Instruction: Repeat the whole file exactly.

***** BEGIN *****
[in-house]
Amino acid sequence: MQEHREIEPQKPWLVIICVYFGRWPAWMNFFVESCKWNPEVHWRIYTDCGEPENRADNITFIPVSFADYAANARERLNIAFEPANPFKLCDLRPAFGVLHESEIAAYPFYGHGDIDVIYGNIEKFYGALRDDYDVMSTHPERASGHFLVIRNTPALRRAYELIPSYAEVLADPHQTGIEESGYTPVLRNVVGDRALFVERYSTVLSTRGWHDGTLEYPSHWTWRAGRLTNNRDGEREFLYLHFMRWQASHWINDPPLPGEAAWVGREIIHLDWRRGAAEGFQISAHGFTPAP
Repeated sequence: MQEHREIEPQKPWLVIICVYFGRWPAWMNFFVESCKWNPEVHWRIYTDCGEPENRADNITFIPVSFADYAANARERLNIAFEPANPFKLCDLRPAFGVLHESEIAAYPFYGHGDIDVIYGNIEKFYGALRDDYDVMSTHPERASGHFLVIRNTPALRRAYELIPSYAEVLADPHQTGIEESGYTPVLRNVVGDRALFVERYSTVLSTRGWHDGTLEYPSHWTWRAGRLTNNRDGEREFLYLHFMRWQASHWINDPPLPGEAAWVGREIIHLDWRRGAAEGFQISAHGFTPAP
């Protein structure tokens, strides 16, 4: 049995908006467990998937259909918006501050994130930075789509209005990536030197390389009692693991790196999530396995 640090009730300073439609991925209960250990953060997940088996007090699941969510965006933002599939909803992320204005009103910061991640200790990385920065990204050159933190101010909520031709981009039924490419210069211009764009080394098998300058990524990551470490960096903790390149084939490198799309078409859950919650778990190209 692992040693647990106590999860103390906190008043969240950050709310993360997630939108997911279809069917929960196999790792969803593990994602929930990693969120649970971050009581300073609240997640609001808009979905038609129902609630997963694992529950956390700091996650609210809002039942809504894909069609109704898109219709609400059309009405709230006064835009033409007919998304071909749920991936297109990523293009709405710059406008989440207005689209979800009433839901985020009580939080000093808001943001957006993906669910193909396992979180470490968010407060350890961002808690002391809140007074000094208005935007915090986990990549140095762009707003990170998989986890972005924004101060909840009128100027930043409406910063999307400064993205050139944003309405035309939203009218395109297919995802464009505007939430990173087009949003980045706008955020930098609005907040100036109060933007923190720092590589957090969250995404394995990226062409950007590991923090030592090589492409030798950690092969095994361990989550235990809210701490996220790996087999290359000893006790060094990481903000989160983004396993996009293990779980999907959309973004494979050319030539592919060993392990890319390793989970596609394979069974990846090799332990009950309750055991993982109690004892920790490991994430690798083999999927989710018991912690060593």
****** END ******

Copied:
[in-house]
Amino acid sequence: MQEHREIEPQKPWLVIICVYFGRWPAWMNFFVESCKWNPEVHWRIYTDCGEPENRADNITFIPVSFADYAANARERLNIAFEPANPFKLCDLRPAFGVLHESEIAAYPFYGHGDIDVIYGNIEKFYGALRDDYDVMSTHPERASGHFLVIRNTPALRRAYELIPSYAEVLADPHQTGIEESGYTPVLRNVVGDRALFVERYSTVLSTRGWHDGTLEYPSHWTWRAGRLTNNRDGEREFLYLHFMRWQASHWINDPPLPGEAAWVGREIIHLDWRRGAAEGFQISAHGFTPAP
Repeated sequence: MQEHREIEPQKPWLVIICVYFGRWPAWMNFFVESCKWNPEVHWRIYTDCGEPENRADNITFIPVSFADYAANARERLNIAFEPANPFKLCDLRPAFGVLHESEIAAYPFYGHGDIDVIYGNIEKFYGALRDDYDVMSTHPERASGHFLVIRNTPALRRAYELIPSYAEVLADPHQTGIEESGYTPVLRNVVGDRALFVERYSTVLSTRGWHDGTLEYPSHWTWRAGRLTNNRDGEREFLYLHFMRWQASHWINDPPLPGEAAWVGREIIHLDWRRGAAEGFQISAHGFTPAP
């Protein structure tokens, strides 16, 4: 049995908006467990998937259909918006501050994130930075789509209005990536030197390389009692693991790196999530396995 640090009730300073439609991925209960250990953060997940088996007090699941969510965006933002599939909803992320204005009103910061991640200790990385920065990204050159933190101010909520031709981009039924490419210069211009764009080394098998300058990524990551470490960096903790390149084939490198799309078409859950919650778990190209 692992040693647990106590999860103390906190008043969240950050709310993360997630939108997911279809069917929960196999790792969803593990994602929930990693969120649970971050009581300073609240997640609001808009979905038609129902609630997963694992529950956390700091996650609210809002039942809504894909069609109704898109219709609400059309009405709230006064835009033409007919998304071909749920991936297109990523293009709405710059406008989440207005689209979800009433839901985020009580939080000093808001943001957006993906669910193909396992979180470490968010407060350890961002808690002391809140007074000094208005935007915090986990990549140095762009707003990170998989986890972005924004101060909840009128100027930043409406910063999307400064993205050139944003309405035309939203009218395109297919995802464009505007939430990173087009949003980045706008955020930098609005907040100036109060933007923190720092590589957090969250995404394995990226062409950007590991923090030592090589492409030798950690092969095994361990989550235990809210701490996220790996087999290359000893006790060094990481903000989160983004396993996009293990779980999907959309973004494979050319030539592919060993392990890319390793989970596609394979069974990846090799332990009950309750055991993982109690004892920790490991994430690798083999999927989710018991912690060593």